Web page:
President Obama has already protected over 265 million acres of land and water in the U.S. — more than any other president in history. He’s headed out west this weekend to Carlsbad Caverns and Yosemite to celebrate that record, at the same time that there is a battle underway in Arizona to see one more region protected before he exits office.

Sierra Club and Native American tribal leaders have been organizing local support for designating 1.7 million acres around the Grand Canyon as the Greater Grand Canyon Heritage National Monument. Rep. Raul Grijalva, a Democrat on the House Natural Resources Committee, has taken up the cause, proposing a long-shot bill to create the monument. Activists argue it would mean better protection for areas that have been harmed by uranium mining (there is a 20-year moratorium on new uranium mining in the greater Grand Canyon region). The Orphan Mine, a former copper and uranium mine in the area, closed in 1969 and is now a highly radioactive waste site.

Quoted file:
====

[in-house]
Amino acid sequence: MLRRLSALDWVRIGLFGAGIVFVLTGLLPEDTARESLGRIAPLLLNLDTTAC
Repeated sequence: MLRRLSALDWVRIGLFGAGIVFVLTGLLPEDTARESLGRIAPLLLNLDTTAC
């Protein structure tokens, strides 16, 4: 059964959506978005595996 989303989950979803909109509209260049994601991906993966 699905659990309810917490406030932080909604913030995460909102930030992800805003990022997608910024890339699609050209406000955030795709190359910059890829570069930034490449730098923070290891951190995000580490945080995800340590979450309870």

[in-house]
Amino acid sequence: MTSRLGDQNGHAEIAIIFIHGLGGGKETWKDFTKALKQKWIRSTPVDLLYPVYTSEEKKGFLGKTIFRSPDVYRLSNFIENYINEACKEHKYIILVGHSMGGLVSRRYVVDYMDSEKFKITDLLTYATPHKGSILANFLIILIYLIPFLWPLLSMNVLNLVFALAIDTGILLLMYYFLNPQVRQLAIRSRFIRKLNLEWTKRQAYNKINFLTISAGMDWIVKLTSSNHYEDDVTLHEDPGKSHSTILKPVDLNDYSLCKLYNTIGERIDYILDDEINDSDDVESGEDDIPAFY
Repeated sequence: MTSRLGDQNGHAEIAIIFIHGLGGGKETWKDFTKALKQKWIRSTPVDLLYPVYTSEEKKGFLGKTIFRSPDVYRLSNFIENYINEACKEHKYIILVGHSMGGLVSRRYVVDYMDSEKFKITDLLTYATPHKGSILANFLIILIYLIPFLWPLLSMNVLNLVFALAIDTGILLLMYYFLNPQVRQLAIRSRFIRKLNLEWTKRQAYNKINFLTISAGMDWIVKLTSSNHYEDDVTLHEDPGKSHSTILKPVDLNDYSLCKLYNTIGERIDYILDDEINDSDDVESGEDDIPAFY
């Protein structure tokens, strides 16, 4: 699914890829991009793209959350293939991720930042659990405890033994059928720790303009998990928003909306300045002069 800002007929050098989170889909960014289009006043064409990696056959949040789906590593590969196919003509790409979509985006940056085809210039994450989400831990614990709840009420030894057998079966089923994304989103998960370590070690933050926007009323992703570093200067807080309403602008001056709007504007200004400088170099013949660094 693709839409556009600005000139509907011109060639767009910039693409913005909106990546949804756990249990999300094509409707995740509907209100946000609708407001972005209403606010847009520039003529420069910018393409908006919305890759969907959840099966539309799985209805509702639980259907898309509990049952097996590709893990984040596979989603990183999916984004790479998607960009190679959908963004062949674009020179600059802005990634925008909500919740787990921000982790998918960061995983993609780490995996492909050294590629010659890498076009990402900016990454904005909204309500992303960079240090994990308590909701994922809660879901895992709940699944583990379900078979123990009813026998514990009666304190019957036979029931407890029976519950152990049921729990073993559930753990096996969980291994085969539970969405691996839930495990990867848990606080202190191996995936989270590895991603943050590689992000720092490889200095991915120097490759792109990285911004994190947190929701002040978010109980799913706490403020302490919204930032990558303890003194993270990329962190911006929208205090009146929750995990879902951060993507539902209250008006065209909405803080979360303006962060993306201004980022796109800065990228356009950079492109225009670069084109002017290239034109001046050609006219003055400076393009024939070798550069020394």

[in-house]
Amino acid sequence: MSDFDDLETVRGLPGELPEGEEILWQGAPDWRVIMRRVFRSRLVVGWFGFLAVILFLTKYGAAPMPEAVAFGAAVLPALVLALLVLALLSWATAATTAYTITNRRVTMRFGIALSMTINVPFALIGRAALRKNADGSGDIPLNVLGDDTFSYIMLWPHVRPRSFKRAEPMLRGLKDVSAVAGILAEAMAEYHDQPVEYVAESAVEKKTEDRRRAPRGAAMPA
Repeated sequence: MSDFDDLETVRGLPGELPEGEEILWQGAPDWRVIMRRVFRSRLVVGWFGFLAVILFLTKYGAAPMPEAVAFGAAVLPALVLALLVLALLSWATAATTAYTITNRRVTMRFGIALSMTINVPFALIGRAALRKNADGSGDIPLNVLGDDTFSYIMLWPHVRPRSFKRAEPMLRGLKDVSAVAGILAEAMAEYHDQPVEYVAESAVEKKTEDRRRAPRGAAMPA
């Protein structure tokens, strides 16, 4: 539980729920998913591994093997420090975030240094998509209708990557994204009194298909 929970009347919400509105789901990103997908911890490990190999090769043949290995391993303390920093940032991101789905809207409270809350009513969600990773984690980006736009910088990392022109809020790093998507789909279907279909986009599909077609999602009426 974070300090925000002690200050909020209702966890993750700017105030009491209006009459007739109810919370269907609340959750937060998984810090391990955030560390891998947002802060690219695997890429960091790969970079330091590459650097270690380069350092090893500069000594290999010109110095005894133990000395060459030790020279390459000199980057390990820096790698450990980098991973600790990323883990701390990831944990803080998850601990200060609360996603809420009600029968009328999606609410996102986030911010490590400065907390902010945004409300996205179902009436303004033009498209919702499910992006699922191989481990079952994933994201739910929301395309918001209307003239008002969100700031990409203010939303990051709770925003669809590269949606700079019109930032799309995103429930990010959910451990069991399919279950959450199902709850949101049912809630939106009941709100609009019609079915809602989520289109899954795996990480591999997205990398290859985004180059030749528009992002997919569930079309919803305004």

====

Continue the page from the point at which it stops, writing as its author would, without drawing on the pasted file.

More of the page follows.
Grist relies on the support of generous readers like you. Donate today to keep our climate news free.

While conservation efforts are popular among residents — 85 percent support national monuments and a plurality want more to be done for the Grand Canyon area — some lawmakers and business interests are pushing back. Republican Senators John McCain and Jeff Flake have advised Obama against conservation that would “lock away” land from development, even though the designation would only block uranium mining. The opposition is flanked by the Arizona Chamber of Commerce and Industry, which called the proposal a “monumental mistake.”

But activists would say that leaving tribal sites and the Southwest’s largest old-growth Ponderosa pine forest unprotected would be its own monumental problem.

Grist thanks its sponsors. Become one.